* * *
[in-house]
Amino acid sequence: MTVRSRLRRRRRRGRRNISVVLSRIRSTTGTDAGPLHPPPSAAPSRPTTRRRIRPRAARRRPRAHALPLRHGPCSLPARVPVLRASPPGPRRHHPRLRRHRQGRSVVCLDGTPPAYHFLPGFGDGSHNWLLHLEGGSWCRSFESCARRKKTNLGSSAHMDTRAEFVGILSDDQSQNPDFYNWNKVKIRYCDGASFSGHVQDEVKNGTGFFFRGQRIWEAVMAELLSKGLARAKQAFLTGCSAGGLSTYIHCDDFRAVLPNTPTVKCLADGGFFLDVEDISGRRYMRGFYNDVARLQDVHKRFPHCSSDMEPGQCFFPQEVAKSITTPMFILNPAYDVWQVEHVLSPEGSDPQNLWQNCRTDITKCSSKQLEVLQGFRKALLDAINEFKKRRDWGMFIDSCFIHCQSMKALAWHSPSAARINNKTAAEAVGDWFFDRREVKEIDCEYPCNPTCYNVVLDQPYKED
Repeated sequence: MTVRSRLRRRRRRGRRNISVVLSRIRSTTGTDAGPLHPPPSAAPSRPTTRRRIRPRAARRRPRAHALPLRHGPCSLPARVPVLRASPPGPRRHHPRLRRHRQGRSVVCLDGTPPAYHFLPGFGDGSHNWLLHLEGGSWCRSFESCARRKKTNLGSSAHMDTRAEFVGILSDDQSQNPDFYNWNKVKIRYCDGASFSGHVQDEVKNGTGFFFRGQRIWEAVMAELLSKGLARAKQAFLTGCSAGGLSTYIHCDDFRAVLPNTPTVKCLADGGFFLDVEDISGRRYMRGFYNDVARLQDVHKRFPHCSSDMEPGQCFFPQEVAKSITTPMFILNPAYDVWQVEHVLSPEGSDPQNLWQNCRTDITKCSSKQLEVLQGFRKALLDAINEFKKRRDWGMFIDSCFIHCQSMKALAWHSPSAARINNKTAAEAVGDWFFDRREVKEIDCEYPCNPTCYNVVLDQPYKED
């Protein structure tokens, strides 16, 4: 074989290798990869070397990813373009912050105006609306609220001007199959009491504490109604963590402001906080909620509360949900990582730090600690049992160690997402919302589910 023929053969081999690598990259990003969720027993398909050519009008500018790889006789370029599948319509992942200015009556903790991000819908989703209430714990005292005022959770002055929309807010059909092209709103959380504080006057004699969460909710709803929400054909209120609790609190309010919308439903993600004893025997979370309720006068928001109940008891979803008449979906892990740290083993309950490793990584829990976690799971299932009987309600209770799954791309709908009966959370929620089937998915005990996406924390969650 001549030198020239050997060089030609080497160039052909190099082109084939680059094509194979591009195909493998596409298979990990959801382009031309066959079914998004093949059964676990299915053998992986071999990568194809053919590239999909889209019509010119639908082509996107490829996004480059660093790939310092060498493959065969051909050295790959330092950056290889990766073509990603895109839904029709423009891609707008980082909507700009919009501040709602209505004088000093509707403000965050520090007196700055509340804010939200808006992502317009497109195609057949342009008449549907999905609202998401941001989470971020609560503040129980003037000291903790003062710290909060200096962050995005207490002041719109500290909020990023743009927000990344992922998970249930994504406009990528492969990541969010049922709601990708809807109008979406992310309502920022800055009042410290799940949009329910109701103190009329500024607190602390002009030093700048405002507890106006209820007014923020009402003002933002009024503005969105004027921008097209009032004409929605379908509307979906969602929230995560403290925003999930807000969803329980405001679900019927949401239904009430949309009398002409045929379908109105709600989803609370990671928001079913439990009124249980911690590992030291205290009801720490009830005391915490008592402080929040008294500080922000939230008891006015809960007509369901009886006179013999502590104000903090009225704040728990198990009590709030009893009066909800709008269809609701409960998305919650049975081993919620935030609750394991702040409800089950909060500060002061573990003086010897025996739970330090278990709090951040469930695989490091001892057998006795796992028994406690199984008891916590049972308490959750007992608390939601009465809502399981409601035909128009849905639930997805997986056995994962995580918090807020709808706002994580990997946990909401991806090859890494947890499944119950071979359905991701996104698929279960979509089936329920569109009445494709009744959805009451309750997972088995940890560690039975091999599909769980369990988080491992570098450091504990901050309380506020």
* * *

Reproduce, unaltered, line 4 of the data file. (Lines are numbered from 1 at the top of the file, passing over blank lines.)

């Protein structure tokens, strides 16, 4: 074989290798990869070397990813373009912050105006609306609220001007199959009491504490109604963590402001906080909620509360949900990582730090600690049992160690997402919302589910 023929053969081999690598990259990003969720027993398909050519009008500018790889006789370029599948319509992942200015009556903790991000819908989703209430714990005292005022959770002055929309807010059909092209709103959380504080006057004699969460909710709803929400054909209120609790609190309010919308439903993600004893025997979370309720006068928001109940008891979803008449979906892990740290083993309950490793990584829990976690799971299932009987309600209770799954791309709908009966959370929620089937998915005990996406924390969650 001549030198020239050997060089030609080497160039052909190099082109084939680059094509194979591009195909493998596409298979990990959801382009031309066959079914998004093949059964676990299915053998992986071999990568194809053919590239999909889209019509010119639908082509996107490829996004480059660093790939310092060498493959065969051909050295790959330092950056290889990766073509990603895109839904029709423009891609707008980082909507700009919009501040709602209505004088000093509707403000965050520090007196700055509340804010939200808006992502317009497109195609057949342009008449549907999905609202998401941001989470971020609560503040129980003037000291903790003062710290909060200096962050995005207490002041719109500290909020990023743009927000990344992922998970249930994504406009990528492969990541969010049922709601990708809807109008979406992310309502920022800055009042410290799940949009329910109701103190009329500024607190602390002009030093700048405002507890106006209820007014923020009402003002933002009024503005969105004027921008097209009032004409929605379908509307979906969602929230995560403290925003999930807000969803329980405001679900019927949401239904009430949309009398002409045929379908109105709600989803609370990671928001079913439990009124249980911690590992030291205290009801720490009830005391915490008592402080929040008294500080922000939230008891006015809960007509369901009886006179013999502590104000903090009225704040728990198990009590709030009893009066909800709008269809609701409960998305919650049975081993919620935030609750394991702040409800089950909060500060002061573990003086010897025996739970330090278990709090951040469930695989490091001892057998006795796992028994406690199984008891916590049972308490959750007992608390939601009465809502399981409601035909128009849905639930997805997986056995994962995580918090807020709808706002994580990997946990909401991806090859890494947890499944119950071979359905991701996104698929279960979509089936329920569109009445494709009744959805009451309750997972088995940890560690039975091999599909769980369990988080491992570098450091504990901050309380506020």